December 7th, 2020

The New Yorker

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Andrew Bird’s Cozy Melancholy

The singer-songwriter-whistler-violinist adapts his “Gezelligheid” holiday concerts for the pandemic age.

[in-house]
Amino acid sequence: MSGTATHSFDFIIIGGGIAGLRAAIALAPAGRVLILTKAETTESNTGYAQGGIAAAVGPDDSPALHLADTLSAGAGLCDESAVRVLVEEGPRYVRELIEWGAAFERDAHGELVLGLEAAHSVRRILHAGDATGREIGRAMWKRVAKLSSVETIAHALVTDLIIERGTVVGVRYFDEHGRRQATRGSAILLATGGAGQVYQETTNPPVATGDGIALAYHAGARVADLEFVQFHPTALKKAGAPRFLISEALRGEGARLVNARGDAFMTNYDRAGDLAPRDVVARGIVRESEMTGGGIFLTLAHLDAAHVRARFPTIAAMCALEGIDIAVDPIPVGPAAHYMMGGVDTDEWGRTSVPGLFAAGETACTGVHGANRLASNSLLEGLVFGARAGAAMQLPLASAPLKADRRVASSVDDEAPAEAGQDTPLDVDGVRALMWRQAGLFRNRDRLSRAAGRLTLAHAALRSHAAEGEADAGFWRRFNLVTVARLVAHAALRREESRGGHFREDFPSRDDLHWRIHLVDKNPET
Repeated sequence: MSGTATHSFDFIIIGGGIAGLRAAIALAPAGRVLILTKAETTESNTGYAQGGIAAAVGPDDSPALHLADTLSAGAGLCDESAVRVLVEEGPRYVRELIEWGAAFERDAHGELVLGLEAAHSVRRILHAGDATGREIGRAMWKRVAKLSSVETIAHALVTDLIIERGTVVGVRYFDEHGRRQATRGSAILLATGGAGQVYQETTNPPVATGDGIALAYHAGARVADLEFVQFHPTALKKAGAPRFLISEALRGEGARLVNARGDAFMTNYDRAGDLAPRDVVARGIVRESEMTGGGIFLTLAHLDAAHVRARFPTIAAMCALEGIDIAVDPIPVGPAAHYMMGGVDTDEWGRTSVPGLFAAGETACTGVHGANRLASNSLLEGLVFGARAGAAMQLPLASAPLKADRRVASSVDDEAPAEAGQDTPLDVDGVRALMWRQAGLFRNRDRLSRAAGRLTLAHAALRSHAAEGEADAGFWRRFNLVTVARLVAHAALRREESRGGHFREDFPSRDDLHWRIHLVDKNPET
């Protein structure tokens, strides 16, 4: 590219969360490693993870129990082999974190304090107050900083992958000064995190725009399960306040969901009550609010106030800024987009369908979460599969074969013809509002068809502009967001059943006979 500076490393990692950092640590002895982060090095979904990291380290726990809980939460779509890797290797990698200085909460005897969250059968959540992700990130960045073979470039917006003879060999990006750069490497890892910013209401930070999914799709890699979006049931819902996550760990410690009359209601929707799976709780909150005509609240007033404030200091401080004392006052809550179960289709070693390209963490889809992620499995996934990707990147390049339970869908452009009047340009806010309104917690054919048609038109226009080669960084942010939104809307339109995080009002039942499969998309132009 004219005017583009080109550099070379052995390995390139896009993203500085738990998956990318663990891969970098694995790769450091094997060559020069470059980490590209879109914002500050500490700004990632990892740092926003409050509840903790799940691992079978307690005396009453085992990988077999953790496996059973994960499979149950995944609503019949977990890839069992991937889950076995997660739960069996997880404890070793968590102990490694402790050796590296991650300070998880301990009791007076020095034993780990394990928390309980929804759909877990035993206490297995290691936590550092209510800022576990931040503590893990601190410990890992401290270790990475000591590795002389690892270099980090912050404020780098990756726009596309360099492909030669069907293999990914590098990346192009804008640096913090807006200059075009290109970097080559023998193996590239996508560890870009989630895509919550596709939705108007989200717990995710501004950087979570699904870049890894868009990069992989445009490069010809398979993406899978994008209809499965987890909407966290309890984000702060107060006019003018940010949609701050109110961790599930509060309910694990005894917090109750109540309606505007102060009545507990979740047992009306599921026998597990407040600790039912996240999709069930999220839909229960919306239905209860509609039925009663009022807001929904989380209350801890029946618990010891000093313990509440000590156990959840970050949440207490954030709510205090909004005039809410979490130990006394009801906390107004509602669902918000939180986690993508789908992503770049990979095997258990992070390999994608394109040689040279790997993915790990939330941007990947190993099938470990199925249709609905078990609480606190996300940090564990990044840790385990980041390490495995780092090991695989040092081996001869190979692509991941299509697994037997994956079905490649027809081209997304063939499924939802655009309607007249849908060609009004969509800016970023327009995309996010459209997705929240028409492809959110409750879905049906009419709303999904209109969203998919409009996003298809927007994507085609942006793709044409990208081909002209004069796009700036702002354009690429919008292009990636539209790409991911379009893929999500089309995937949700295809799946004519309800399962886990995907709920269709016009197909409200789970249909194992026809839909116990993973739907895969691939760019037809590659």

For the past several holiday seasons, Andrew Bird, the warmly tuneful singer-songwriter-whistler-violinist, has performed a concert series called “Gezelligheid”—meaning “coziness,” or kind of a Dutch hygge—often at the Fourth Presbyterian Church in Chicago. The holiday concerts are “about creating an atmosphere,” Bird said recently. “That’s what seasonal music is to me—how do we get through the dark, cold months?” The Gothic Revival church is made cozier by Bird’s stagecraft, including colored lights and a mesmerizing red-and-white contraption: a two-headed rotating speaker called a Janus Spinning Horn, made by the Chicago luthier Ian Schneller. “It’s like a cross between a flower and a Victrola horn,” Bird said, on a Zoom from a sunny hilltop in Ojai, California. This holiday season, he and his family are staying put in California, and, on December 13th, he will live-stream “Gezelligheid” from Ojai. “I’m going to string up some café lights and do it at sunset,” he said. Otherwise, “it’s probably exactly what you’re looking at”: Oriental rug, Janus Spinning Horn, oak tree, orange groves, Topatopa Mountains. As Bird picked up his violin to play, the Janus Horn began to spin, like an amaryllis sending out an alarm signal.


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